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Birdy2,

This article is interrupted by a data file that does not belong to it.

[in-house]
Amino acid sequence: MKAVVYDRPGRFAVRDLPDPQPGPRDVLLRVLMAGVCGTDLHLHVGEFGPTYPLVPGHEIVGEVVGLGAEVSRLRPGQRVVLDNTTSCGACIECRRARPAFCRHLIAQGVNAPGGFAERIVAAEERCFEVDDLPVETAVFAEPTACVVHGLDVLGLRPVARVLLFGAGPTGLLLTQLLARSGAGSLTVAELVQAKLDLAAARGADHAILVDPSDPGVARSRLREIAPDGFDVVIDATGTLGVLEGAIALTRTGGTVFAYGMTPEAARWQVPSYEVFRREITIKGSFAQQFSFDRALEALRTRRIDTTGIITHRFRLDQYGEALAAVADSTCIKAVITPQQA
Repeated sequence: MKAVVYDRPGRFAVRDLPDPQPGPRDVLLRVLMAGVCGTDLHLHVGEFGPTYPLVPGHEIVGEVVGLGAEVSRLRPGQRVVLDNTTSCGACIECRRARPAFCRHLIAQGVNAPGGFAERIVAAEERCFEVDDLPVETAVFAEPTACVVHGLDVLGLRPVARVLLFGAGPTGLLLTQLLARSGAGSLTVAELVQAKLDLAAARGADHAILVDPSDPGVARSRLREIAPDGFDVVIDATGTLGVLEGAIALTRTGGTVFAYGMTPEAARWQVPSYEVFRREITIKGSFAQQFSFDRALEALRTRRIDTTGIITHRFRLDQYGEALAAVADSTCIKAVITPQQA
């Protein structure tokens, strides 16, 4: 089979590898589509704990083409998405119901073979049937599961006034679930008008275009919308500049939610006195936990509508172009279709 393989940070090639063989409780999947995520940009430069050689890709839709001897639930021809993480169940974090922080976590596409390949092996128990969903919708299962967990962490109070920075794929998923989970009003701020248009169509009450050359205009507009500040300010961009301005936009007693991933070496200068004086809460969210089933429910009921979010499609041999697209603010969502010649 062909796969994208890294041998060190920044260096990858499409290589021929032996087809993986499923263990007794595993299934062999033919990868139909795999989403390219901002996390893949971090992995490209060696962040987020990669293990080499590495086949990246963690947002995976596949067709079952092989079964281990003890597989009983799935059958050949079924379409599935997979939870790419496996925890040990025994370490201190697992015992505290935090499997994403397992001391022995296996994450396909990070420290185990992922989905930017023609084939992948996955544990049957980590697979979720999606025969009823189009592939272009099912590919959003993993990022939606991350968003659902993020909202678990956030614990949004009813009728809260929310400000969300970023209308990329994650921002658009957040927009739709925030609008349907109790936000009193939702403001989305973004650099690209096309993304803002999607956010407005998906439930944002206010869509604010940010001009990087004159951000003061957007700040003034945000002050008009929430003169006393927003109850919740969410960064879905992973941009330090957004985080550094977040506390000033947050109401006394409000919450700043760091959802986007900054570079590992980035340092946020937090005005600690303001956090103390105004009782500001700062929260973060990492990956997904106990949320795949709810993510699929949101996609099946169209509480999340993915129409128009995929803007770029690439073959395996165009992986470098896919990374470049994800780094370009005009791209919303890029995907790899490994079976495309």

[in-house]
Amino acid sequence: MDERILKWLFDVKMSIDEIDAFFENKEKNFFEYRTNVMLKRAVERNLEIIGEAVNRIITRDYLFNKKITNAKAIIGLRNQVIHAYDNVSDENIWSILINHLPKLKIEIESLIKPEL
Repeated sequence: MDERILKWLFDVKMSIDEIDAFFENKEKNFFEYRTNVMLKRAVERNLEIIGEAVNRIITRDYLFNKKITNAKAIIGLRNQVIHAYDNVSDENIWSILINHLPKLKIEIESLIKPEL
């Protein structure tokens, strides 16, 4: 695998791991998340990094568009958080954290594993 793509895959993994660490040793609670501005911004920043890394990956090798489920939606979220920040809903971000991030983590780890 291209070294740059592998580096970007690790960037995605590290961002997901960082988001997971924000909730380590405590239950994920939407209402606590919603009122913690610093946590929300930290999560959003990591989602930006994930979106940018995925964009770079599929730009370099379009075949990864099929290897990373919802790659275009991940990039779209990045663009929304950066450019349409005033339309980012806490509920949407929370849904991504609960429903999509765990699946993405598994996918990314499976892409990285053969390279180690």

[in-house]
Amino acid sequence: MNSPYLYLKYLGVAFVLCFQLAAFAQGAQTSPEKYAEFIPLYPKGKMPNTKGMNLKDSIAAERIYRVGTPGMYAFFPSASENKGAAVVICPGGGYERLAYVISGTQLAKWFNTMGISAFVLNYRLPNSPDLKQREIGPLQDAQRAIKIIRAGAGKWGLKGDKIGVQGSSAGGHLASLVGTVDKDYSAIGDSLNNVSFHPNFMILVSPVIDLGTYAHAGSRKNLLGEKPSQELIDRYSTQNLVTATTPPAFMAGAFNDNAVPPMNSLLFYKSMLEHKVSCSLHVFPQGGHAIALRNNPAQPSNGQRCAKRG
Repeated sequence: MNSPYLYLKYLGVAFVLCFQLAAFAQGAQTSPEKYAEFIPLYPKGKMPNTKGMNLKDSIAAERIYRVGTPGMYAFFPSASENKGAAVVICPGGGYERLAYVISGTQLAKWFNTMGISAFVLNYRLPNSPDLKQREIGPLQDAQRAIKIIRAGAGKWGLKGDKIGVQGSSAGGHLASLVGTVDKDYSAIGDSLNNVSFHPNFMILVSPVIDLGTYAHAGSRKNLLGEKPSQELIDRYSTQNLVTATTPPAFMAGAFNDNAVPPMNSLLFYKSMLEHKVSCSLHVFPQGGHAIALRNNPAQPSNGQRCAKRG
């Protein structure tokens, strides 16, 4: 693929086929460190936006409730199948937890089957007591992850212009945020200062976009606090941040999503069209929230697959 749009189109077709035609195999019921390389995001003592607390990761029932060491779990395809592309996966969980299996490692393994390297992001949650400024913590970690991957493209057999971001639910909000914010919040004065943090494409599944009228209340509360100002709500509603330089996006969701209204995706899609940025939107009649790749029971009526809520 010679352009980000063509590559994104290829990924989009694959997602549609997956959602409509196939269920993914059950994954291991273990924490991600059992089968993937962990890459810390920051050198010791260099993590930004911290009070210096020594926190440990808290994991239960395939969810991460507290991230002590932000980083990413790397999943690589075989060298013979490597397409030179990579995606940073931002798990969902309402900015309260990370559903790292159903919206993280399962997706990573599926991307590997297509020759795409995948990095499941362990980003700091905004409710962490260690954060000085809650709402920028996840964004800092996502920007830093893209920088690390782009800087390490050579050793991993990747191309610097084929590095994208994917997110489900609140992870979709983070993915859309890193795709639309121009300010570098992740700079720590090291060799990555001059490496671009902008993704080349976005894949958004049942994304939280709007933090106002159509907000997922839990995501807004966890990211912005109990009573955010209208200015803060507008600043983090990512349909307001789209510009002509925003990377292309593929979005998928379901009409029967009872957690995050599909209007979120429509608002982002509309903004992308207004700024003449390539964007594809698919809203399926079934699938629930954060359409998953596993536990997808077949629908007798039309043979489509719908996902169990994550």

Something tells me that this thread has been a bit of an eye opener for you. I hope that you have been able to glean something of value from this. We could all stand to be more empathetic in our attitudes and speech concerning our fellow brothers and sisters in nursing. In so many posts describing our differences, maybe we can focus on some things that are true across the board. We all worked very, very hard to get through nursing school, to pass our boards and to become certified in our specialties (as applicable). Our jobs can be thankless at times and then you come across a patient or family that touches your heart and reminds you why you are here. Amidst all the demands and stress you are under please know that you are not alone. Though we are in different departments and under different circumstances we are ultimately here for the same reason, the patient. Because without the patient we would have no one to care for and be out of a job. I am so grateful to have my job as a nurse, it teaches me a lot about people and a lot about myself. Keep your head up Birdy2 because I understand your frustration. I worked the floors and then I went to the ER and had a lot more understanding. We are not all out to get you or to trip you up. Case in point, I had a hypertensive patient in the 230's systolic who we gave three or four rounds of medication which did bring the pressure down but would climb back up. After speaking with the emergency room physician several times and he to the admitting physician, I was told to place a patch and give po meds and send upstairs. I already knew the med surg nurse's response would be one of panic. Even after explaining the situation to my charge nurse so she would be aware of any potential fallout, I called the floor and gave report. As expected a small shrill of panic filled the other end of the line. I ensured the nurse that all parties were aware, the ER doctor, my charge nurse and most importantly the admitting doctor. In this instance it could be construed as an ER dump, but taken in context I have advocated for our patient. But I highlighted this information to the receiving nurse more than once. I documented well and sent a patient with a pressure of 200 systolic upstairs. I am sure some will have something to say about that, but it was done with all parties involved being made aware of the situation. So again I encorage you and you never know after all this you might float down to the ER and fall in love like I did. Happy nursing!